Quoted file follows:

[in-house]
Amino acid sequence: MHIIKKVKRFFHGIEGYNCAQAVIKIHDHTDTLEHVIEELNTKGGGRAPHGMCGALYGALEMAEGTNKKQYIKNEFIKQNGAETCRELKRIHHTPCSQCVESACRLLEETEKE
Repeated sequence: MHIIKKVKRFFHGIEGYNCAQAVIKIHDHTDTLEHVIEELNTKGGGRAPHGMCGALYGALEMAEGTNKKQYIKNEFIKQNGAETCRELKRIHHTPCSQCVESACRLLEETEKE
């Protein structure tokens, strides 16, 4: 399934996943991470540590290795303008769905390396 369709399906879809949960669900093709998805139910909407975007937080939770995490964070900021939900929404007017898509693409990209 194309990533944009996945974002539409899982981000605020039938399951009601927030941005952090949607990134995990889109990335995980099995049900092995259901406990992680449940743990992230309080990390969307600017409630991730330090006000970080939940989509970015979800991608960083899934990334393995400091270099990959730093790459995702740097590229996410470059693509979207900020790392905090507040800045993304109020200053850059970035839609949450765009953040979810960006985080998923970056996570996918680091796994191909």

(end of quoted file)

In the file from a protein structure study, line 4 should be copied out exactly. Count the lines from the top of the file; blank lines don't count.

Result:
């Protein structure tokens, strides 16, 4: 399934996943991470540590290795303008769905390396 369709399906879809949960669900093709998805139910909407975007937080939770995490964070900021939900929404007017898509693409990209 194309990533944009996945974002539409899982981000605020039938399951009601927030941005952090949607990134995990889109990335995980099995049900092995259901406990992680449940743990992230309080990390969307600017409630991730330090006000970080939940989509970015979800991608960083899934990334393995400091270099990959730093790459995702740097590229996410470059693509979207900020790392905090507040800045993304109020200053850059970035839609949450765009953040979810960006985080998923970056996570996918680091796994191909």